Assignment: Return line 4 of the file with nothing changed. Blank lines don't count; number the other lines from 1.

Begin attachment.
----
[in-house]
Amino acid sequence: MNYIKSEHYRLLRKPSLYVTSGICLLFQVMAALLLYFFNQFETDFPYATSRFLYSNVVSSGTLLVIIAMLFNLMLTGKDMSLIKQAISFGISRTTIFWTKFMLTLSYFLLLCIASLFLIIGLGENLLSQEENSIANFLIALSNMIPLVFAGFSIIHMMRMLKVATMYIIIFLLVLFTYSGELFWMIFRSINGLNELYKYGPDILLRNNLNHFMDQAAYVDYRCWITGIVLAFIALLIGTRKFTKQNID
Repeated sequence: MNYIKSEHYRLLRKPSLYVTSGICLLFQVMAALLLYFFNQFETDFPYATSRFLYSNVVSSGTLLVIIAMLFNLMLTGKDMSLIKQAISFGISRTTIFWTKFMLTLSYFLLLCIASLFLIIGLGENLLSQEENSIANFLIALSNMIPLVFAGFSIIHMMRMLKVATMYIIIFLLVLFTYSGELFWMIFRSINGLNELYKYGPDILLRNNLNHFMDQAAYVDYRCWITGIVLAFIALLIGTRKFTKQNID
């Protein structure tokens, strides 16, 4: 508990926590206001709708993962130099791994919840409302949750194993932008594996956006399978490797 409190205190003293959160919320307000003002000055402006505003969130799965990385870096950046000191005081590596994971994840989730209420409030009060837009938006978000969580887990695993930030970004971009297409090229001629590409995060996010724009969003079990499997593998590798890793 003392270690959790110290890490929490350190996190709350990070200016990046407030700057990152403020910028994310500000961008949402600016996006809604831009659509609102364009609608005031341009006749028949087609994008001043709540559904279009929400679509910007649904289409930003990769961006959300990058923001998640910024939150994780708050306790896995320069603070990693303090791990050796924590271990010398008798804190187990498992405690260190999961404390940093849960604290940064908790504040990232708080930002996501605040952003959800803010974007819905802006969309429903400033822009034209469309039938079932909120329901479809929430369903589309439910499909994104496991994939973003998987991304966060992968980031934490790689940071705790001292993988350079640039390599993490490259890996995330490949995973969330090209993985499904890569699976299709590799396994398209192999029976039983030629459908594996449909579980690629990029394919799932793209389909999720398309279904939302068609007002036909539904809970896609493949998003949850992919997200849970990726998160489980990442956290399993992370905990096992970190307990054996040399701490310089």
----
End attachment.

């Protein structure tokens, strides 16, 4: 508990926590206001709708993962130099791994919840409302949750194993932008594996956006399978490797 409190205190003293959160919320307000003002000055402006505003969130799965990385870096950046000191005081590596994971994840989730209420409030009060837009938006978000969580887990695993930030970004971009297409090229001629590409995060996010724009969003079990499997593998590798890793 003392270690959790110290890490929490350190996190709350990070200016990046407030700057990152403020910028994310500000961008949402600016996006809604831009659509609102364009609608005031341009006749028949087609994008001043709540559904279009929400679509910007649904289409930003990769961006959300990058923001998640910024939150994780708050306790896995320069603070990693303090791990050796924590271990010398008798804190187990498992405690260190999961404390940093849960604290940064908790504040990232708080930002996501605040952003959800803010974007819905802006969309429903400033822009034209469309039938079932909120329901479809929430369903589309439910499909994104496991994939973003998987991304966060992968980031934490790689940071705790001292993988350079640039390599993490490259890996995330490949995973969330090209993985499904890569699976299709590799396994398209192999029976039983030629459908594996449909579980690629990029394919799932793209389909999720398309279904939302068609007002036909539904809970896609493949998003949850992919997200849970990726998160489980990442956290399993992370905990096992970190307990054996040399701490310089």